January 27, 2010
Sculptor and designer Isamu Noguchi and George Nelson, Herman Miller’s first director of design, were long-time friends. Once, Nelson wandered into Noguchi’s studio just off Washington Square in New York City. He found the designer hard at work on a birthday present for his sister. Nelson liked the organic shape that Noguchi had cut from a piece of scavenged glass for a top, and the table base—two identical pieces of wood fitted together by a single pin. Nelson suggested that they take the design to Herman Miller, which has been producing the table for over 50 years.
January 26, 2010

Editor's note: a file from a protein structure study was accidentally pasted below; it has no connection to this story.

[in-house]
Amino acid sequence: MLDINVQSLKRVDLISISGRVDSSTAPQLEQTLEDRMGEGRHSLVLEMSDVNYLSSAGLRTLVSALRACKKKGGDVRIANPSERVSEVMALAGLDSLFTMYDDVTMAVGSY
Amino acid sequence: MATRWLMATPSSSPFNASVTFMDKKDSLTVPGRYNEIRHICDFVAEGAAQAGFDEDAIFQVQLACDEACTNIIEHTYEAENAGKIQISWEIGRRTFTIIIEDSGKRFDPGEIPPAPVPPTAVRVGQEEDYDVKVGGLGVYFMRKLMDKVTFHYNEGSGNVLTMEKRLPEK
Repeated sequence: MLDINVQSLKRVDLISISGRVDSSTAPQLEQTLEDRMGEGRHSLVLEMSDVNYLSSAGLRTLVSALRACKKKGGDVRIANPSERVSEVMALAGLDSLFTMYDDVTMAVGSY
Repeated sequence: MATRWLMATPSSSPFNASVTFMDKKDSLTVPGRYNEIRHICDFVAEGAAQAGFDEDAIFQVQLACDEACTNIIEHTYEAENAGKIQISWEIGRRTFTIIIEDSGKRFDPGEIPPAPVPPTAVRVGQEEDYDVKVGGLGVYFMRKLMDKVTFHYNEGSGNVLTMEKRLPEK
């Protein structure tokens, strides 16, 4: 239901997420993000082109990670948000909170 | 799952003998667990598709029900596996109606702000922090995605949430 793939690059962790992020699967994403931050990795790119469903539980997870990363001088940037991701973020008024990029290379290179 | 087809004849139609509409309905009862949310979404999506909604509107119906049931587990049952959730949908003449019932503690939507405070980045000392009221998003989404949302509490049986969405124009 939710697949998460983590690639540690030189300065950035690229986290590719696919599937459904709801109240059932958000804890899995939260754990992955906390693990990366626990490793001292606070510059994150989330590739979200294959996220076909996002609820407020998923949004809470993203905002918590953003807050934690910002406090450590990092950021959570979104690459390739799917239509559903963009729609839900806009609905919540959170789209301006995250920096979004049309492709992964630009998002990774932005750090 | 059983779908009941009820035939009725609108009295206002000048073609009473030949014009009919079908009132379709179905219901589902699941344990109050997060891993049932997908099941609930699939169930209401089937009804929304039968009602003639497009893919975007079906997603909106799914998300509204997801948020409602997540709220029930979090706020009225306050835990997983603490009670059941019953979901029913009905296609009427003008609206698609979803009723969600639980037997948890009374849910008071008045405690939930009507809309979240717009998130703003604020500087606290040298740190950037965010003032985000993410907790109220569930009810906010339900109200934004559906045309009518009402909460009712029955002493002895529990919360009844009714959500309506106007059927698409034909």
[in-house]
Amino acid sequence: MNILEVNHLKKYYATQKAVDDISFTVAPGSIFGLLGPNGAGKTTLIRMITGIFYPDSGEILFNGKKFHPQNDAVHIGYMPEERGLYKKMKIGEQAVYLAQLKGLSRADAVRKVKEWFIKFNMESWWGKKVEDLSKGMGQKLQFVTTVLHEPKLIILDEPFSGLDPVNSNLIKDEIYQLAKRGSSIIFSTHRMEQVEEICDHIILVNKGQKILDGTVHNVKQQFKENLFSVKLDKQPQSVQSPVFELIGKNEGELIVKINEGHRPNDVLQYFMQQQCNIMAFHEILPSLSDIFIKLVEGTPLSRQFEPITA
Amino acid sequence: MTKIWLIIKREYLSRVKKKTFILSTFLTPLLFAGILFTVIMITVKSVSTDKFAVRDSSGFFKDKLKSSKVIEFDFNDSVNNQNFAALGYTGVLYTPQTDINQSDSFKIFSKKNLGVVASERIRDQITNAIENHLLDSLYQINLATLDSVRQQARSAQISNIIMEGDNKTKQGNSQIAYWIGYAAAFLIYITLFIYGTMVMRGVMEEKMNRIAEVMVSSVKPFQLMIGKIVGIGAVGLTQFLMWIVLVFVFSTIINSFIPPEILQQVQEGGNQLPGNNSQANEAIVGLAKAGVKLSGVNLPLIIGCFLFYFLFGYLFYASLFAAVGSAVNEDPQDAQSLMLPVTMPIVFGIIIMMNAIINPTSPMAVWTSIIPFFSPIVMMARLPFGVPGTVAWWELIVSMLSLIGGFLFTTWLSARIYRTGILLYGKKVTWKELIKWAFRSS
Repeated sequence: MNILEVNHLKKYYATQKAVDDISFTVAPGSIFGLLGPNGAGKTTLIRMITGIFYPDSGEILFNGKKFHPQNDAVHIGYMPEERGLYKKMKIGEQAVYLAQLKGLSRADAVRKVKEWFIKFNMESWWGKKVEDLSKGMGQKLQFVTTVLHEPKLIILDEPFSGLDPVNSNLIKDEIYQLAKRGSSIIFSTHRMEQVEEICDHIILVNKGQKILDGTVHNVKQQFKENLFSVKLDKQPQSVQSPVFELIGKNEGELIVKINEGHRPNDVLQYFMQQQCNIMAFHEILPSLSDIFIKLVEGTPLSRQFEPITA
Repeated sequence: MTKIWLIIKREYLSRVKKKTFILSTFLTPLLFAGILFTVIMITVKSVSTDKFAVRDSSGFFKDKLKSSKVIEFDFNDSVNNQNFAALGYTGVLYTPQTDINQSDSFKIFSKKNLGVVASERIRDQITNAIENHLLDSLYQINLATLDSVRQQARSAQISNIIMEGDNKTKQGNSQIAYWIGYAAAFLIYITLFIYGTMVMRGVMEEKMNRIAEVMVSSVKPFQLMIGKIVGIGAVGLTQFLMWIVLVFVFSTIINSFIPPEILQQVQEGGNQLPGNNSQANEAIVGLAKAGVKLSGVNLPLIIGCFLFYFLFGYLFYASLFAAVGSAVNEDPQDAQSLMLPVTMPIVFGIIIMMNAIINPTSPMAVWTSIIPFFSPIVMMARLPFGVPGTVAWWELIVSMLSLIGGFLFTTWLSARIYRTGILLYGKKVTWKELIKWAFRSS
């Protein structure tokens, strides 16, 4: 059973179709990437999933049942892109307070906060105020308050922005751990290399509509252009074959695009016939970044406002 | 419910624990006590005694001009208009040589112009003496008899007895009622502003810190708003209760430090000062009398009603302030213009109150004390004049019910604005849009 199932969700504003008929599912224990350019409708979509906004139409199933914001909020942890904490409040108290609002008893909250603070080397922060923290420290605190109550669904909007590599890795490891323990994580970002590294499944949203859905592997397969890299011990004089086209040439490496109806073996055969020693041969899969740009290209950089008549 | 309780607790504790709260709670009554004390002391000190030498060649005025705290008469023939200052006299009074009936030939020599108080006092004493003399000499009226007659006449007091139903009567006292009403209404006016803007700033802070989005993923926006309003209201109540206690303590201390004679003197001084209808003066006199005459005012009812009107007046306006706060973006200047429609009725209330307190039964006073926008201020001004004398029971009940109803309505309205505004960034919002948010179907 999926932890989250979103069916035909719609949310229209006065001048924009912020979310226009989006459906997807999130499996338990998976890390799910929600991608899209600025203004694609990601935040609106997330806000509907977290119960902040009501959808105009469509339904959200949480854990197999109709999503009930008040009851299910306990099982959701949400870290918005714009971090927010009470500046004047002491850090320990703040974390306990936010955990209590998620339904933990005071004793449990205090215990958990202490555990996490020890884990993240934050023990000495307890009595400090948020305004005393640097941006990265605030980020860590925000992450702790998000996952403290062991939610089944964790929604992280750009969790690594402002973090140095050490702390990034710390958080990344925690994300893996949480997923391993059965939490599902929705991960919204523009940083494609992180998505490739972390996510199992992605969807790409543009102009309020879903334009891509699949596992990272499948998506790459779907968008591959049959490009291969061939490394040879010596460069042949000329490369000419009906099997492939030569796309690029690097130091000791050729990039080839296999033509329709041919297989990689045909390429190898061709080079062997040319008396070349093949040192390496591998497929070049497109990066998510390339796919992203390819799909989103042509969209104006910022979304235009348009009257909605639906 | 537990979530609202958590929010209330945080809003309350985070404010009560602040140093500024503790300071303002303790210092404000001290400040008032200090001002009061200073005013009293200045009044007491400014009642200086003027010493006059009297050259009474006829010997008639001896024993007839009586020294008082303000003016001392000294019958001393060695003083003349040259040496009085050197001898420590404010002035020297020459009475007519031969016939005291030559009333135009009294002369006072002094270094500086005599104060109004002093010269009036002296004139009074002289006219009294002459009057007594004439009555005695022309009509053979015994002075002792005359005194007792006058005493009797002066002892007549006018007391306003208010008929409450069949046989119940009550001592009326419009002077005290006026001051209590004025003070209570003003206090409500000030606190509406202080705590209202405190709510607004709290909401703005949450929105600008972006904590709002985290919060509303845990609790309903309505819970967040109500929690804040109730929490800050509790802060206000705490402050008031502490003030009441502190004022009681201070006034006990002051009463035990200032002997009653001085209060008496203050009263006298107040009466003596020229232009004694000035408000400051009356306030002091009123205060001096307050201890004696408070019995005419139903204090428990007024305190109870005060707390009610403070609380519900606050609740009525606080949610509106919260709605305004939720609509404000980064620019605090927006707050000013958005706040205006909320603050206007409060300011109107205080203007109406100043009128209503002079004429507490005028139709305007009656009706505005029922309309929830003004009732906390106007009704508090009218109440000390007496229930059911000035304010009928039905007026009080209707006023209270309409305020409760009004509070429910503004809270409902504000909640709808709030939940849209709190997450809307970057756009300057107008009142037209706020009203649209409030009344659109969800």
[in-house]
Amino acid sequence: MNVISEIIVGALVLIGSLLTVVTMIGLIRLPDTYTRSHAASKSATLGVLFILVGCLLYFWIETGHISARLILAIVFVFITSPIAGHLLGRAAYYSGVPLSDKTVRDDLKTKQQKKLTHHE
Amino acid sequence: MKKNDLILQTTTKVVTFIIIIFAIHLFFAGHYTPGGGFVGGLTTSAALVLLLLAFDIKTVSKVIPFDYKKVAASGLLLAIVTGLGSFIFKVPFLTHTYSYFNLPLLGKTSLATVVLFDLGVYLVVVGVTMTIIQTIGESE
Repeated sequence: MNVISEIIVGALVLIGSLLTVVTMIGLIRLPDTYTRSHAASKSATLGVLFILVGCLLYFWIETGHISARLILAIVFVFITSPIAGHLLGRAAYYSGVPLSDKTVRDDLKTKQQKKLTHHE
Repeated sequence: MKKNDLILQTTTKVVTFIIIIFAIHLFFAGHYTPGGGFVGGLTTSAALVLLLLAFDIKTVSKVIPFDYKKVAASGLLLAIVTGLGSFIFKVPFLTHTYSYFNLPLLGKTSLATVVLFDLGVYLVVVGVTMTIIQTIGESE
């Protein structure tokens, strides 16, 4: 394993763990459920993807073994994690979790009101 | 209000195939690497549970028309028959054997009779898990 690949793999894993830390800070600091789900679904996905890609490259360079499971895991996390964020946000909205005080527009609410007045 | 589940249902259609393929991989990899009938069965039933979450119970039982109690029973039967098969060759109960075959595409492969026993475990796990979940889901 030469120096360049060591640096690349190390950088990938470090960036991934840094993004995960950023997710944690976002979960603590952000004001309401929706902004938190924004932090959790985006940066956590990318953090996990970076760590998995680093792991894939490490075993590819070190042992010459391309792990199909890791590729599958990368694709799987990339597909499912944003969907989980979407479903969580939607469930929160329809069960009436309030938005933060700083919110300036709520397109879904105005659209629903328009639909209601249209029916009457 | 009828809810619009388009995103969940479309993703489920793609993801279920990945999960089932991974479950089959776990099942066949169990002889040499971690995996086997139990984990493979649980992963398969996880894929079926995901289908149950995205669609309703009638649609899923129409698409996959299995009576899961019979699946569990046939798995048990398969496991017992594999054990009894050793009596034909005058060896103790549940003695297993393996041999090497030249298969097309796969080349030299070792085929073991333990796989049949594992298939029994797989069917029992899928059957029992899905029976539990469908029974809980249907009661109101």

Charles and Ray Eames used a little magic, a whole lot of work, and a bicycle pump to perfect their plywood molding technique. In the early 1940s, they worked through the evenings in their small Los Angeles apartment molding plywood in what they called the “Kazam! Machine.” It was a hinged two-by-four frame that held a plaster mold with heating elements against which a membrane (inflated by a bicycle pump) pushed thin sheets of glued veneer. That humble technology allowed the Eameses to design a chair Time magazine named the Best Design of the 20th Century.